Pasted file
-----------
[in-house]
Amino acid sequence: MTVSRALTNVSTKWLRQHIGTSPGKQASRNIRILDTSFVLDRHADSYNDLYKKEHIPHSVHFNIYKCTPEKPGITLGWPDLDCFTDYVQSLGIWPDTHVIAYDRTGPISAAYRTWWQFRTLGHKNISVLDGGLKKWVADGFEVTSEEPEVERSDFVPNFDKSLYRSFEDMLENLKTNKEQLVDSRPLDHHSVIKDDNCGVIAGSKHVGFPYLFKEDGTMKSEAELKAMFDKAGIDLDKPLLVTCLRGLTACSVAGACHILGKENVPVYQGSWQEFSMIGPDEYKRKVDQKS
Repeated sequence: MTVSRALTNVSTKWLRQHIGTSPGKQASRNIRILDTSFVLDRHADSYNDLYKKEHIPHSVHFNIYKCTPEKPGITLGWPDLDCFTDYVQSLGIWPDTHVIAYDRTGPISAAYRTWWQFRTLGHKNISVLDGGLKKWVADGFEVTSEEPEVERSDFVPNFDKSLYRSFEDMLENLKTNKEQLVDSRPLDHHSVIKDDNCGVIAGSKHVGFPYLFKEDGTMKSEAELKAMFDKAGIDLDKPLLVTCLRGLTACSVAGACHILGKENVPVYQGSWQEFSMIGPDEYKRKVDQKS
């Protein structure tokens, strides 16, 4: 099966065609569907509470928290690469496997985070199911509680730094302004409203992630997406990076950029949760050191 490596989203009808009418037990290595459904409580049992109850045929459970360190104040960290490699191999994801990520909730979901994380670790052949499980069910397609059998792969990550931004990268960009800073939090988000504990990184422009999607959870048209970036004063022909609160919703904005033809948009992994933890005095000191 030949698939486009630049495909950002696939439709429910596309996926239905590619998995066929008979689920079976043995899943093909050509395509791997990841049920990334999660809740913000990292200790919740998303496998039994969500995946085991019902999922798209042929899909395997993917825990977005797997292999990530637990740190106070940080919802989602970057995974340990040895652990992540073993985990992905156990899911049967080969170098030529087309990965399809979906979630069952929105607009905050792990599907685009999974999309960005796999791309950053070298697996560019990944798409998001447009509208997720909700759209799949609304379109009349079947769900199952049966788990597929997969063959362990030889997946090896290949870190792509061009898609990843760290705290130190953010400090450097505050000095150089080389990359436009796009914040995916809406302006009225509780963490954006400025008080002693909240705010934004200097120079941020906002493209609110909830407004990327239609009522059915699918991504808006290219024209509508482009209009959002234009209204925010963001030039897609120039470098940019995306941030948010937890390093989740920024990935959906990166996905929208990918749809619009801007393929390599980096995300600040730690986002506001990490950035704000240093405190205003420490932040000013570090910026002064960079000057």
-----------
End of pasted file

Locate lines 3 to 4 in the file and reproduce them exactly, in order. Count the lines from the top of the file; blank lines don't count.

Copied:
Repeated sequence: MTVSRALTNVSTKWLRQHIGTSPGKQASRNIRILDTSFVLDRHADSYNDLYKKEHIPHSVHFNIYKCTPEKPGITLGWPDLDCFTDYVQSLGIWPDTHVIAYDRTGPISAAYRTWWQFRTLGHKNISVLDGGLKKWVADGFEVTSEEPEVERSDFVPNFDKSLYRSFEDMLENLKTNKEQLVDSRPLDHHSVIKDDNCGVIAGSKHVGFPYLFKEDGTMKSEAELKAMFDKAGIDLDKPLLVTCLRGLTACSVAGACHILGKENVPVYQGSWQEFSMIGPDEYKRKVDQKS
């Protein structure tokens, strides 16, 4: 099966065609569907509470928290690469496997985070199911509680730094302004409203992630997406990076950029949760050191 490596989203009808009418037990290595459904409580049992109850045929459970360190104040960290490699191999994801990520909730979901994380670790052949499980069910397609059998792969990550931004990268960009800073939090988000504990990184422009999607959870048209970036004063022909609160919703904005033809948009992994933890005095000191 030949698939486009630049495909950002696939439709429910596309996926239905590619998995066929008979689920079976043995899943093909050509395509791997990841049920990334999660809740913000990292200790919740998303496998039994969500995946085991019902999922798209042929899909395997993917825990977005797997292999990530637990740190106070940080919802989602970057995974340990040895652990992540073993985990992905156990899911049967080969170098030529087309990965399809979906979630069952929105607009905050792990599907685009999974999309960005796999791309950053070298697996560019990944798409998001447009509208997720909700759209799949609304379109009349079947769900199952049966788990597929997969063959362990030889997946090896290949870190792509061009898609990843760290705290130190953010400090450097505050000095150089080389990359436009796009914040995916809406302006009225509780963490954006400025008080002693909240705010934004200097120079941020906002493209609110909830407004990327239609009522059915699918991504808006290219024209509508482009209009959002234009209204925010963001030039897609120039470098940019995306941030948010937890390093989740920024990935959906990166996905929208990918749809619009801007393929390599980096995300600040730690986002506001990490950035704000240093405190205003420490932040000013570090910026002064960079000057």